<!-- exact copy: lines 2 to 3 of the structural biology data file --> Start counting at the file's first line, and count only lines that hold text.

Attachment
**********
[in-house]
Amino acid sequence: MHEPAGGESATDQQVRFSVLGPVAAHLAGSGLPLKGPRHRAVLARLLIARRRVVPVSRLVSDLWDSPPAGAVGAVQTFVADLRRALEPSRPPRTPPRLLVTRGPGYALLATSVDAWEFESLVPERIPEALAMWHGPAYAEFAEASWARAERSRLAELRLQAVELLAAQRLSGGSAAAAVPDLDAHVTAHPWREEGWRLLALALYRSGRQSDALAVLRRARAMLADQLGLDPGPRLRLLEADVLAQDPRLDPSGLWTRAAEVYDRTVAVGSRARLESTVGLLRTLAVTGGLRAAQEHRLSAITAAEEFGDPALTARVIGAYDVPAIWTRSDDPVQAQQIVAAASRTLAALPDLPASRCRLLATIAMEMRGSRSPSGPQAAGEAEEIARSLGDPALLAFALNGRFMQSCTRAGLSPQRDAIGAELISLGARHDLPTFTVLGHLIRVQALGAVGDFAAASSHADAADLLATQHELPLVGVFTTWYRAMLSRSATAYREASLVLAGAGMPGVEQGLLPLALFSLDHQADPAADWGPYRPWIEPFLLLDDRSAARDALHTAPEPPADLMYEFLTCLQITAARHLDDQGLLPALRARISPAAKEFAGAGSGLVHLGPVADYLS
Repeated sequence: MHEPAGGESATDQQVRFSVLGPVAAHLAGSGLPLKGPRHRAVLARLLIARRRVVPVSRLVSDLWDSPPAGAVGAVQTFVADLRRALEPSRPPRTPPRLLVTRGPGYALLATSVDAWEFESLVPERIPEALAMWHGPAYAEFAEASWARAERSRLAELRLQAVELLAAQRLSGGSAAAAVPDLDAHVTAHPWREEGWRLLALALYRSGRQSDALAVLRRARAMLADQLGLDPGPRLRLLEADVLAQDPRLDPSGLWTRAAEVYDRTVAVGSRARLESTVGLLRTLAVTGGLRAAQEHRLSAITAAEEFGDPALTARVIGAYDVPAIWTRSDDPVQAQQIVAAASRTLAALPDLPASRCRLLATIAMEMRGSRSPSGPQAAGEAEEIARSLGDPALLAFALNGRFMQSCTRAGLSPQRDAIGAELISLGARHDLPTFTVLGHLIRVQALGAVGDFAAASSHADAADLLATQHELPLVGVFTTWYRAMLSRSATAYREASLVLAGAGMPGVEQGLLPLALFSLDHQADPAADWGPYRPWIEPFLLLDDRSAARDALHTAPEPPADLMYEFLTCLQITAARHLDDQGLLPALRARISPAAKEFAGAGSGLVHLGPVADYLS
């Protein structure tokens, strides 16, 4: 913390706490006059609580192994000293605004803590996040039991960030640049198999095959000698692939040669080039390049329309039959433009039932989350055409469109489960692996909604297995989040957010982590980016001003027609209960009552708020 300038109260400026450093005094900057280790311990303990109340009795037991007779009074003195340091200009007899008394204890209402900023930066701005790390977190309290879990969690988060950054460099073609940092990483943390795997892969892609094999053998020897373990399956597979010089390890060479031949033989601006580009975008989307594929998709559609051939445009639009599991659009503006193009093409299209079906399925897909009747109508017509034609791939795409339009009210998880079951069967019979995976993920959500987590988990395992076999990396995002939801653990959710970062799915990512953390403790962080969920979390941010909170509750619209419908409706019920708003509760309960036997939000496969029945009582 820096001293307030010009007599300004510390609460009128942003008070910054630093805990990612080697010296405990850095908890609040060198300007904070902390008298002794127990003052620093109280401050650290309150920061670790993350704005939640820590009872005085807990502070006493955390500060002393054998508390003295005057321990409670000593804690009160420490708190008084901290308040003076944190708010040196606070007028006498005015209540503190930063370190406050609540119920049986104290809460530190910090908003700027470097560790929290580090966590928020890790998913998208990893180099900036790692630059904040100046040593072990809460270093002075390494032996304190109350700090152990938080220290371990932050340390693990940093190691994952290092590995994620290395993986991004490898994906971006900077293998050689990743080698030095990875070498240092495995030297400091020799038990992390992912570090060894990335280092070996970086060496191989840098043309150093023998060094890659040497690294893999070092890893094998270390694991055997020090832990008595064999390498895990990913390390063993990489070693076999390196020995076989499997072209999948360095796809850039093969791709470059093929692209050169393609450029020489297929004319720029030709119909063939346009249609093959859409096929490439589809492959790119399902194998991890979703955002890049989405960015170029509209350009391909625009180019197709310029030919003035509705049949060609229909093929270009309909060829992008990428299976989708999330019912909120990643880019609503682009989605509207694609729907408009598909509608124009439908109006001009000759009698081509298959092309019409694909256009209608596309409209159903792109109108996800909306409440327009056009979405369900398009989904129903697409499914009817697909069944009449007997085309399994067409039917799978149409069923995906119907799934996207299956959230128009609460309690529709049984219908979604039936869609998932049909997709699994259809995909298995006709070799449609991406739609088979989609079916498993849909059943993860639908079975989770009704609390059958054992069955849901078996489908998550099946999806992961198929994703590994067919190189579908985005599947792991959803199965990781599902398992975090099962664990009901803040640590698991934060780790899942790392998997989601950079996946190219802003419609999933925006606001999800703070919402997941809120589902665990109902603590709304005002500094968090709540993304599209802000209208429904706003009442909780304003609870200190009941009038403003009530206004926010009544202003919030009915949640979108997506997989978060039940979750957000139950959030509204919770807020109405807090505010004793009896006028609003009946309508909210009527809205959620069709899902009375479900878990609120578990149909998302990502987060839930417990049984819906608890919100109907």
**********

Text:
Amino acid sequence: MHEPAGGESATDQQVRFSVLGPVAAHLAGSGLPLKGPRHRAVLARLLIARRRVVPVSRLVSDLWDSPPAGAVGAVQTFVADLRRALEPSRPPRTPPRLLVTRGPGYALLATSVDAWEFESLVPERIPEALAMWHGPAYAEFAEASWARAERSRLAELRLQAVELLAAQRLSGGSAAAAVPDLDAHVTAHPWREEGWRLLALALYRSGRQSDALAVLRRARAMLADQLGLDPGPRLRLLEADVLAQDPRLDPSGLWTRAAEVYDRTVAVGSRARLESTVGLLRTLAVTGGLRAAQEHRLSAITAAEEFGDPALTARVIGAYDVPAIWTRSDDPVQAQQIVAAASRTLAALPDLPASRCRLLATIAMEMRGSRSPSGPQAAGEAEEIARSLGDPALLAFALNGRFMQSCTRAGLSPQRDAIGAELISLGARHDLPTFTVLGHLIRVQALGAVGDFAAASSHADAADLLATQHELPLVGVFTTWYRAMLSRSATAYREASLVLAGAGMPGVEQGLLPLALFSLDHQADPAADWGPYRPWIEPFLLLDDRSAARDALHTAPEPPADLMYEFLTCLQITAARHLDDQGLLPALRARISPAAKEFAGAGSGLVHLGPVADYLS
Repeated sequence: MHEPAGGESATDQQVRFSVLGPVAAHLAGSGLPLKGPRHRAVLARLLIARRRVVPVSRLVSDLWDSPPAGAVGAVQTFVADLRRALEPSRPPRTPPRLLVTRGPGYALLATSVDAWEFESLVPERIPEALAMWHGPAYAEFAEASWARAERSRLAELRLQAVELLAAQRLSGGSAAAAVPDLDAHVTAHPWREEGWRLLALALYRSGRQSDALAVLRRARAMLADQLGLDPGPRLRLLEADVLAQDPRLDPSGLWTRAAEVYDRTVAVGSRARLESTVGLLRTLAVTGGLRAAQEHRLSAITAAEEFGDPALTARVIGAYDVPAIWTRSDDPVQAQQIVAAASRTLAALPDLPASRCRLLATIAMEMRGSRSPSGPQAAGEAEEIARSLGDPALLAFALNGRFMQSCTRAGLSPQRDAIGAELISLGARHDLPTFTVLGHLIRVQALGAVGDFAAASSHADAADLLATQHELPLVGVFTTWYRAMLSRSATAYREASLVLAGAGMPGVEQGLLPLALFSLDHQADPAADWGPYRPWIEPFLLLDDRSAARDALHTAPEPPADLMYEFLTCLQITAARHLDDQGLLPALRARISPAAKEFAGAGSGLVHLGPVADYLS